Tabula Mundi and the Relationship Crisis Spread

Lately I’ve been working more and more with the wonderful Tabula Mundi Colores Arcus tarot, a “Thoth clone” deck by M.M. Meleen. I recently had an opportunity to use it with my “Tough Love” relationship crisis spread, with outstanding results.

This reading deals with a dysfunctional marriage that I first addressed nearly a year ago using a different spread and deck. Little has changed outwardly in the relationship, although life circumstances have evolved for the couple in a number of ways. The earlier reading showed that the woman would be better off on her own, apart from her autocratic husband, and this one repeats the advice with a new wrinkle or two.

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This appears to me to be a classic “temptation” scenario. The Devil in the “Best Outcome” position of the “Go” chain implies the titillation of “forbidden fruit,” while the Prince of Wands in the “Mixed Outcome” position suggests a younger, more stimulating paramour who may not be especially reliable. The Lovers reversed in the “Worst Outcome” position indicates overthrow of the current relationship, or at least seriously considering a decision to do so. The elemental dignities for this trio are mixed, creating uneasiness but no strong urge to make the break. The quint card for this chain is the World, showing a woman apparently emerging from an egg; the implication is plain: freedom.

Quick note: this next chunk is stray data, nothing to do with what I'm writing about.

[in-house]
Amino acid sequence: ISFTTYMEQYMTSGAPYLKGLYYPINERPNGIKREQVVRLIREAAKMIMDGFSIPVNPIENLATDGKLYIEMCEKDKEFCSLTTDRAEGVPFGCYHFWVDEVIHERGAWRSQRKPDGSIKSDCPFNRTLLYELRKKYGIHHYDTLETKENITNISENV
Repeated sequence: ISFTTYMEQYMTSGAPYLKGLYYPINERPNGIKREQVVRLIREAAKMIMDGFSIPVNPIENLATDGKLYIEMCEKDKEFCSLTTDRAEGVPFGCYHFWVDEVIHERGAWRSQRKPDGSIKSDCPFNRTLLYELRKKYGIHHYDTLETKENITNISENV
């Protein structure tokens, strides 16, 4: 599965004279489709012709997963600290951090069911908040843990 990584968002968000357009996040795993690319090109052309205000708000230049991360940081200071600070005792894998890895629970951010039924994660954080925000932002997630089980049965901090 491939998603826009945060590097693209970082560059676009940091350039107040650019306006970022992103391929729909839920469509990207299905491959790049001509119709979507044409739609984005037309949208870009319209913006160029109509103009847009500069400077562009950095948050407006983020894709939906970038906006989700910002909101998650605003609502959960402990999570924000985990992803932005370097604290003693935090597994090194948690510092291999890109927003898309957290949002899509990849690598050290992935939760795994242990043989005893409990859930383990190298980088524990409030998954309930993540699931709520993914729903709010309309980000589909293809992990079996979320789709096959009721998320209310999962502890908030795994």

The “Stay” chain is slightly more ambiguous. The “Best Outcome” position holds the 8 of Wands, showing that pushing an agenda that seems to be slow in coming together creates a sense of urgency and anxiety. Death in the “Mixed Outcome” position reveals that a major change of some kind is needed to make the “Stay” option attractive enough to pursue. The 10 of Wands in the “Worst Outcome” position conveys “trudging onward” with little hope of relief. The elemental dignities for this trio are unfavorable – Water (Death as Scorpio) bracketed by Fire cards, giving a “strengthened for ill” connotation to the focus card in Golden Dawn parlance: the needed change really is a “do or die” stipulation. The quint card is the Emperor, telling me that a line has been drawn in the sand and neither partner is in the mood to compromise. The Emperor tends to be the champion of the status quo. (Note that the number of Death – 13 – reduces numerologically to 4, the number of the Emperor; it looks like significant change is not forthcoming.)

The “advice” card was the Hermit; again, the meaning seems crystal-clear: going it alone, perhaps in a sadder but wiser state. The Grand Quint (which I didn’t address in the spread guidance) is the Chariot, a roll-up of the two chain-specific quints and the advice card. (Note that I subtract the value of reversed cards and include the court cards in the calculation.) While the traditional meaning of this card is “triumph” or “victory,” the charioteer and his conveyance have led some modern interpreters to see “moving on” in its message. Overall, the “Go” chain offers the clearer path to a better life for the querent.

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